Some assets, such as buildings and machinery, tend to lose value over time. For income tax purposes, the value that is lost on an asset is recognized by the IRS as a depreciation expense for each year. Depreciation allows the owner of an asset used in a trade or business, to divide the cost of the asset over a specified number of years, and use this as an expense against income. Taking depreciation also reduces the adjusted cost basis of the asset. Once the depreciated asset is disposed of or sold for a gain, the 'ordinary income tax rate' will be applied on the amount of 'recaptured' depreciation.
Depreciation recapture is a provision within the tax code that allows the IRS to collect taxes on the profitable sale of an asset that the taxpayer had previously used to offset taxable income. Because depreciation of an asset can be used to deduct ordinary income, any gain from the disposal of the asset must be reported as ordinary income, rather that income from a capital gain.
The IRS publishes depreciation schedules for specific and different classes of assets. These schedules tell a taxpayer the percentage of an asset's value that can be deducted each year, as well as the number of years for which the deductions may be taken.
Depreciation Recapture Calculation
The first step in calculating depreciation recapture is to determine the cost basis of the asset. In general, the original cost basis is the price paid to acquire the asset. The 'adjusted cost basis' is the original cost basis minus any allowed or allowable depreciation expense incurred. For example, if a machine used in a business was originally purchased for $20,000 and allowable depreciation was $2,000 per year, the 'adjusted cost basis' after five years would be $20,000 - ($2,000 X 5) = $10,000.
If the machine were sold at a gain, the depreciation would be recaptured on the tax return that covered the year of the sale. For example, if the machine were sold for $13,000, the business would have a taxable gain of $13,000 (sale price) - $10,000 (adjusted basis) = $3,000.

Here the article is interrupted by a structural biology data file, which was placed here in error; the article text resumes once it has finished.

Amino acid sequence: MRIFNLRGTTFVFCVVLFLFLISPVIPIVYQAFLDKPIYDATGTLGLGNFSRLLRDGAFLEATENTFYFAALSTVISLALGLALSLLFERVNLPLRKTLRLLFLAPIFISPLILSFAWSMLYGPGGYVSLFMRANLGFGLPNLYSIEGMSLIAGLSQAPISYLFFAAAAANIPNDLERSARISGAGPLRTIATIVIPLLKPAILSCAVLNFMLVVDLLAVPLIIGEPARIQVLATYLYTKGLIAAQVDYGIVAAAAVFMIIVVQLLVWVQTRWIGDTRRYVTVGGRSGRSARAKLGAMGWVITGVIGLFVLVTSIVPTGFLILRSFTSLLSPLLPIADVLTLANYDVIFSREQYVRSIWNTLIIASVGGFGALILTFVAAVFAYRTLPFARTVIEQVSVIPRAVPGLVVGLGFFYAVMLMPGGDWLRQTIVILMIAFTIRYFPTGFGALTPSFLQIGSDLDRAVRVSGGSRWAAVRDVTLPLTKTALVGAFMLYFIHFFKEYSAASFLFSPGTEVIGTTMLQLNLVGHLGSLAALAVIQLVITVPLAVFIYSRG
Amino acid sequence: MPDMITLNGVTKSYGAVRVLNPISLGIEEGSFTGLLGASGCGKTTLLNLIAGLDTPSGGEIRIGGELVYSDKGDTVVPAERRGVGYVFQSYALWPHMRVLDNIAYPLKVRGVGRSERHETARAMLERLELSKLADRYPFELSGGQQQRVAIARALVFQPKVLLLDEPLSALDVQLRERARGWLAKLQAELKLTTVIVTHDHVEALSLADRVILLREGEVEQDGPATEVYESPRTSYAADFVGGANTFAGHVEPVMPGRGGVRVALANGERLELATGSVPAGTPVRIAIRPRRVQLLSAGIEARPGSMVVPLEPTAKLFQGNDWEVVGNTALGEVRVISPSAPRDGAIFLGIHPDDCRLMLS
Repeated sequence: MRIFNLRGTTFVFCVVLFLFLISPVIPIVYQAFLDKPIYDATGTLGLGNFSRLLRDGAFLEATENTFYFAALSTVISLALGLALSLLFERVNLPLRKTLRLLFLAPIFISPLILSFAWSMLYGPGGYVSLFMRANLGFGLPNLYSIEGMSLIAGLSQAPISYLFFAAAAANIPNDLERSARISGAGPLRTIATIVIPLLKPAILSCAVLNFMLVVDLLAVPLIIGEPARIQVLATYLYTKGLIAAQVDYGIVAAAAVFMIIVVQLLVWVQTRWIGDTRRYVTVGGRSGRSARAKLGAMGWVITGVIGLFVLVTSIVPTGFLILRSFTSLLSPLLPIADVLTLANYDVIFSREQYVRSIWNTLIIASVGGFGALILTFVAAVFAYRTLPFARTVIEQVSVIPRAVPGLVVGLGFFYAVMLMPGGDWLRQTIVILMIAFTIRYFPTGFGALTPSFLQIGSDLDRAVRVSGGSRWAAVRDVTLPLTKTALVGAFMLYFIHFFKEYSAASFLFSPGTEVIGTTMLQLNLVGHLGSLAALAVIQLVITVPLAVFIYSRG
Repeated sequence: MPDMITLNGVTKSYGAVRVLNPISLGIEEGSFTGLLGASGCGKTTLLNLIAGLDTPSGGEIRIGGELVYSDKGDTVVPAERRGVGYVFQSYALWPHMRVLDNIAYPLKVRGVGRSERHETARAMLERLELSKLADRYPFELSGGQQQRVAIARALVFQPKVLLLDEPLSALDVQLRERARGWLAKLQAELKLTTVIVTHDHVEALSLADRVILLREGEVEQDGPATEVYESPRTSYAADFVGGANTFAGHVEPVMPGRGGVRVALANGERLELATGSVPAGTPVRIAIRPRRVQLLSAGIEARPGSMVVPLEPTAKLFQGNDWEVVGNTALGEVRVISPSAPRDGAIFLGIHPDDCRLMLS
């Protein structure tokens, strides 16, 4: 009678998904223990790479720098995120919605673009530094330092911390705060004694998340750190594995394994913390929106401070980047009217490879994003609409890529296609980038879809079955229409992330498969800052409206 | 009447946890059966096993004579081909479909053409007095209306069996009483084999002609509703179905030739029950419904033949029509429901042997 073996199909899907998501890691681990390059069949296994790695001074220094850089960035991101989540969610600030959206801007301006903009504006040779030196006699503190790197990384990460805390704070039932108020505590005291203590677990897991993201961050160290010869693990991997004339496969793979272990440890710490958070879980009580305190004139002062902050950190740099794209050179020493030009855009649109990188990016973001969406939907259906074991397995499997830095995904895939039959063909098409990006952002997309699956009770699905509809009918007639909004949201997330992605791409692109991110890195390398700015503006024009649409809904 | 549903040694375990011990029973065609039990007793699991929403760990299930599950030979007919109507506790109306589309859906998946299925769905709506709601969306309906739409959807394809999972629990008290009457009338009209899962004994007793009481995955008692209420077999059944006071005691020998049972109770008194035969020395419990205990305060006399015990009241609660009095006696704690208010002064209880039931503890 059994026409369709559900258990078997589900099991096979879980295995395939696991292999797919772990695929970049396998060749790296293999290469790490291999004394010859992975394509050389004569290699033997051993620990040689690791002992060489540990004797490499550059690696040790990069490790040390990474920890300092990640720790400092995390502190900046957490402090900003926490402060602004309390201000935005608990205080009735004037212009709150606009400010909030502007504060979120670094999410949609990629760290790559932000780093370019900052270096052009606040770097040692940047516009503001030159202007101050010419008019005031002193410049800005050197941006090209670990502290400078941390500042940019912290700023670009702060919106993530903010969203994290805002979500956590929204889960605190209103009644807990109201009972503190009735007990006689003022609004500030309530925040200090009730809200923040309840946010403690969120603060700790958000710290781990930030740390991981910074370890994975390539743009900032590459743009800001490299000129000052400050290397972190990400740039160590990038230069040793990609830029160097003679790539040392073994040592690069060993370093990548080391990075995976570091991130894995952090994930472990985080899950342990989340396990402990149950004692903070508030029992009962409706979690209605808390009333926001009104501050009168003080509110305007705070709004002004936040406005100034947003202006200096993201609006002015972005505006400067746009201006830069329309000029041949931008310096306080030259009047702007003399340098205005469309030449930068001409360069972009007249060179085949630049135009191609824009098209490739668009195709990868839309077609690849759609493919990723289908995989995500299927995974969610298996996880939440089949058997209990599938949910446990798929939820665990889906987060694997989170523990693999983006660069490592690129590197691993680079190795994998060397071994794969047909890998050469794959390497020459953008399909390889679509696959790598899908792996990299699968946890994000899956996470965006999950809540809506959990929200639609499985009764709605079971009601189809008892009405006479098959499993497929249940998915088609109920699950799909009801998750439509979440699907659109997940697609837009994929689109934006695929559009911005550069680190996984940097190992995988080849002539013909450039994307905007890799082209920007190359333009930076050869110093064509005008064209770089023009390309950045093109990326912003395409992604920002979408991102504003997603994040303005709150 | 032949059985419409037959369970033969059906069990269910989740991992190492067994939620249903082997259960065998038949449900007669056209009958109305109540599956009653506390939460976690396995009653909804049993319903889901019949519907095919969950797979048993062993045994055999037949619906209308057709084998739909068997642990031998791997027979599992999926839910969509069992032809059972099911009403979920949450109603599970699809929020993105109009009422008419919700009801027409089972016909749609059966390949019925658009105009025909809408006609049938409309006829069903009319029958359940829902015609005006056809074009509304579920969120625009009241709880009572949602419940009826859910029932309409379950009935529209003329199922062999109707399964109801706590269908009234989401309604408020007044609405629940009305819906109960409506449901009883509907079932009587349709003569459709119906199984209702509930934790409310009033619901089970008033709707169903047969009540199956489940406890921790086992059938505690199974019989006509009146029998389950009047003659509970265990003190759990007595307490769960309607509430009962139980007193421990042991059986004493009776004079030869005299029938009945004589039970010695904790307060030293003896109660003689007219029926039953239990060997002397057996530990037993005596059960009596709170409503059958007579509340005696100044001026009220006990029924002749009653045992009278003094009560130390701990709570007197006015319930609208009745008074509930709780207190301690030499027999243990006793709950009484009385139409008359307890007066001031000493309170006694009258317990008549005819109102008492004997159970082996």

It's easy to think that a loss occurred from the sale of the machine since it was originally purchased for $20,000 and sold for $13,000. But, gains and losses are realized from the 'adjusted cost basis' and not the original cost basis.
The realized gain (often resulting from selling an asset at a price higher than the original purchase price) from the sale of an asset is compared with the depreciation expense. The smaller of the two figures is the 'depreciation recapture'.
From the example above, the realized gain on the sale of the machine is $3,000. The depreciation expense is $10,000. The depreciation recapture is, therefore, $3,000. This recaptured amount is treated as ordinary income on the tax return for that year. There is no depreciation to recapture if a loss was realized on the sale of a depreciated asset.
Depreciation Recapture on Rental Property
Generally, part of the gain from the sale of residential rental property is taxed at capital gain tax rates, and the part of the gain related to depreciation is taxed at ordinary tax rates. The ordinary tax rates can be significantly higher than the capital gain rates. The term for a gain related to the depreciation on residential rental property is "unrecaptured Section 1250 gain".